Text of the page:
Reading The Iliad is always an interesting experience. That's why I've been on a Homeric marathon in recent months, and why I'm finishing it with translations rather than works inspired by the original tales. Robert Graves provides an interesting and illuminating essay at the start of The Anger of Achilles that puts a lot of things into perspective, not the least being how exactly the original text came into being, and why what most people are familiar with is probably more of a detriment to reading it today than anything.
It's funny that classical learning used to mean that you learned languages and read things in their original versions, whereas today you're lucky just to care enough about classic works to read them in any translations. It may be a mark of the education system or modern attention spans; on the former the bigger the push toward universal education may have actually pressed for standards that don't match what should actually be offered, while the latter is a constant refrain, especially with the flood of technology that allows people to be doing almost everything except what they're actually doing.
The Iliad in its basic story is almost exactly the opposite of what anyone will think about today as a complete story. Most people will assume that it's the story of the Trojan War, when it's actually about very specific circumstances that don't necessary cover the beginning or conclusion of the conflict, instead focusing on the human perspectives that dictate the course of events, and the divine interventions that help shape it, centered mostly on the actions of Achilles, as he removes himself from the battlefield and is eventually persuaded back onto it.
There is a litany of death, an almost ritualistic parade of killing from one major warrior to the next, that seems to make up the majority of the text, which even in Graves' translation cannot be avoided, as well as language that reflects a classical lineage, which might almost be considered taken straight from a play, which is not so surprising because it comes from an oral history, and so basically was a play in its original incarnations. Anyone who has ever wondered about the existence of Homer may want to pay close attention to the essay I've previously referenced; although Graves does not make it explicit he might as well have solved the mystery once and for all, and it's so obvious that of course very people have apparently considered it. Homer is simply a guy who inherited this thing, and is probably the one who put it in its best possible shape, and then his disciples put it in writing, codified it, so to speak, and then, as Graves suspects, there were a few modifications later, and so on.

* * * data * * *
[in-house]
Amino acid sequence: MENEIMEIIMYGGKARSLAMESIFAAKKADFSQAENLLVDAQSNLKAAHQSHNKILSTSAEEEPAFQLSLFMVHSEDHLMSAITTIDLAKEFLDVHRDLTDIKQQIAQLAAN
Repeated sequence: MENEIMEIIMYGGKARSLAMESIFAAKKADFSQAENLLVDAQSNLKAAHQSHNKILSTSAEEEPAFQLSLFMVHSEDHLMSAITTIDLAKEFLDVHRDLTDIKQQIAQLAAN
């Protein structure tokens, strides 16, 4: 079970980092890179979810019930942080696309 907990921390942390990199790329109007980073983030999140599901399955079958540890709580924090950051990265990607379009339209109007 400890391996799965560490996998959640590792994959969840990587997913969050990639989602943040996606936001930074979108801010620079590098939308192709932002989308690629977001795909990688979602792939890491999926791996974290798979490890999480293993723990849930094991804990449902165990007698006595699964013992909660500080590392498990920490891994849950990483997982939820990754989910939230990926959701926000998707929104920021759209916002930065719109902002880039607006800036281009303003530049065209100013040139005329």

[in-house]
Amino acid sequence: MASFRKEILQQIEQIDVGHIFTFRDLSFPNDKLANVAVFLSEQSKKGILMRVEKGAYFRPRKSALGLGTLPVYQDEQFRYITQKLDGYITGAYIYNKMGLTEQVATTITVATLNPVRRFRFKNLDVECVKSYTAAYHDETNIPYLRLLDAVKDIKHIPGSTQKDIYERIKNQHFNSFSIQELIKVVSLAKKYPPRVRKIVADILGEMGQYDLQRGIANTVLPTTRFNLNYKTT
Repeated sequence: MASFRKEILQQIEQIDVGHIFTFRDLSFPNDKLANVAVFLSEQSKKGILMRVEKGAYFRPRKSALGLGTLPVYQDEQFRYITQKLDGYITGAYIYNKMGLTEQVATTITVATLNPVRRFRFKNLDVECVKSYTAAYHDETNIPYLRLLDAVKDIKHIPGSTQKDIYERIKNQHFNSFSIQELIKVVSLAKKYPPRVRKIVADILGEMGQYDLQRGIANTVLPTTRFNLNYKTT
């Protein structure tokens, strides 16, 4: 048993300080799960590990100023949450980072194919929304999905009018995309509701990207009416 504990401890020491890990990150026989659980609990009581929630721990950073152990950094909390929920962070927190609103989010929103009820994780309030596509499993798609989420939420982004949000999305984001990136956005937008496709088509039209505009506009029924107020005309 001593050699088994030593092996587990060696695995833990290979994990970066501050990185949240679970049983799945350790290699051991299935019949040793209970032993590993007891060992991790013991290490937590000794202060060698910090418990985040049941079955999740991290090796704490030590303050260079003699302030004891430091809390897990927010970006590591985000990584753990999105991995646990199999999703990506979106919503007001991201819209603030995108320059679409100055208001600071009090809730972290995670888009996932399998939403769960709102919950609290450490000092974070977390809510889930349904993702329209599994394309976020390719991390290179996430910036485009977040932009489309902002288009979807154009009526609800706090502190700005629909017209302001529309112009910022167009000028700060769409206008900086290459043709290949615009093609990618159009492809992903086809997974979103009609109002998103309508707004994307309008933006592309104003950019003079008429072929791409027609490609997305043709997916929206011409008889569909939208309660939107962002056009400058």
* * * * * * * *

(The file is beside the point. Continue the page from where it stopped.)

Bottom line is, Homer didn't start it, and he didn't finish it, but without him, we probably wouldn't know the story today, at least not in this specific form. He's the reason it's the way it is, and is not a strict chronicle, but rather a lens into that world, how gods and men interacted.
Graves ditches, for the most part, the verse translation you'll probably think of off the bat, only occasionally resurrecting it to express poetic thoughts, and is for the most part a pretty refreshing take, very nearly bringing it kicking and screaming into a more familiar context. It is still unmistakably the same shape and form as the story people have been reading for thousands of years, and so anyone reluctant to read it before will probably experience the same frustrations, but it's a lucid text for those already interested, a worthy effort to clear the cobwebs without disturbing the furniture. It may become, for those who want to read The Iliad, the first destination along the path of exploring Homer's enduring legacy, even if there remains plenty of competition.
The story is a musty marvel, and remains fascinating no matter if you know Diomedes from Hector, which side they fought on, and how they compare to Achilles, whether any of them is truly worth respecting, and if you believe in the concept of gods as mythology or reality, or simply allegory. There's a great deal to learn from reading it, and that's why it continues to endure, and why people like Robert Graves keep trying to make it newly relevant.